Lights, Camera, Savings
As tablets and smartphones infiltrate into the classroom, they’re being relied upon for a variety of tasks once reserved for desktop or notebook PCs. That now includes video editing because they have the power to edit and playback clips either made with a video camera or with the slate itself. Here’re my favorite video editors that won’t break the bank because they are all free or available at minimal cost. Next stop, the Oscars.
Forget about paying for video editing software because WeVideo now has an Android app for making movies on the cheap. The program lets you control a phone’s camera directly, easing the compilation of your clips. There’s a slew of transitions, effects, filters and the app can even save the project to WeVideo’s online servers for storage. It works on a small variety of phones, including Samsung Galaxy S4, Google Nexus and Sony Xperia Z. It’s free to download and use and you only pay $2 when you want to export the video or go over the 2GB online storage limit.
As its name implies, Splice lets you put together a movie from a series of video clips. It can be used on the iPad or many iPhone models and allows you to not only put together a series of video clips on a timeline but mix in photos and several audio tracks, like music, voice-overs or natural sound. You can integrate text anywhere on the screen and the software comes with several visual and sound effects as well as video transitions. When it’s ready, Splice lets you share it through social networking or on YouTube. The best part is that Splice is a freebee and can be downloaded from the iTunes App Store.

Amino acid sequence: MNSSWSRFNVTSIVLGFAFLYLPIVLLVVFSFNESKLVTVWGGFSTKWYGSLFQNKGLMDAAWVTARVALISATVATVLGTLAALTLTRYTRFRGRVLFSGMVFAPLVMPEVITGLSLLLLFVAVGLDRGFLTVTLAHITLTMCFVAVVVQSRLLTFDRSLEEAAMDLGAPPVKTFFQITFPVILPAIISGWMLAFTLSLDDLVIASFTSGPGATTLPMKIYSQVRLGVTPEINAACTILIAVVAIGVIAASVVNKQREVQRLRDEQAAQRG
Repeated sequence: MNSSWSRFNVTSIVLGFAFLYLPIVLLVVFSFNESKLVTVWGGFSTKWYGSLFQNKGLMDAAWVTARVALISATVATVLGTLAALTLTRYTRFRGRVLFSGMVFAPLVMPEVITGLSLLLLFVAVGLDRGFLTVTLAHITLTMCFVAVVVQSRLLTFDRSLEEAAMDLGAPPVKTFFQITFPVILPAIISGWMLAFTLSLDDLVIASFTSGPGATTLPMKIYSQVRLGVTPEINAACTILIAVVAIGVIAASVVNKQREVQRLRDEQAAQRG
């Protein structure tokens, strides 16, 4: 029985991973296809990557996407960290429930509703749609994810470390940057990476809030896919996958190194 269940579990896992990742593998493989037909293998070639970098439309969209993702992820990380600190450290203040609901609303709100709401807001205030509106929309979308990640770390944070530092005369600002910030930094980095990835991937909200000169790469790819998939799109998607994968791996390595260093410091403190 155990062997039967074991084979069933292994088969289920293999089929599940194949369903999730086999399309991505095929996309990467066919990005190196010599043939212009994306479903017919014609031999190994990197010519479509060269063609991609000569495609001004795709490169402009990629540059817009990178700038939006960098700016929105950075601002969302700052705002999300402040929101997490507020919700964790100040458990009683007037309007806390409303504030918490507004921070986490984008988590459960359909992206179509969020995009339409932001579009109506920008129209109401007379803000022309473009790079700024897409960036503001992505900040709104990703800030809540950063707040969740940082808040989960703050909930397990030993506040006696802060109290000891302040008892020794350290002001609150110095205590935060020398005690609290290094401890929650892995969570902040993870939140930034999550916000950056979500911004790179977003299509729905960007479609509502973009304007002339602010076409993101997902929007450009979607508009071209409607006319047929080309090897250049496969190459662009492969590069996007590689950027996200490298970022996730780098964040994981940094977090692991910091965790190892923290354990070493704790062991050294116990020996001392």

If your school can’t decide between Android and iPads, think HighlightCam Video Editor, a free app that can turn a pile of clips into a cool video with only a small amount of effort, making it ideal for small kids putting together mini-movies of a video diary, a field trip or the entire school year. The action of editing takes place automatically, and all you do is pick the clips and a theme. When the video is the way you want it, it can be shared on Facebook, Twitter, YouTube and other outlets. A big bonus is that the app is a freebee.
MovieAid can turn an iPhone, iPad or Android device into a movie machine. After selecting the clips you want to use, the app lets you arrange them in sequence, add transitions, titles and a sound track. Everything can be dragged into position and pinched to zoom in and out. It’s free, but the $2 Pro version allows you to use slow-motion or time lapse sequences and create vids that are longer than 1 minute. After previewing the cinematic creation, it can be exported as an .MP4 video or posted on a variety of social-media sites.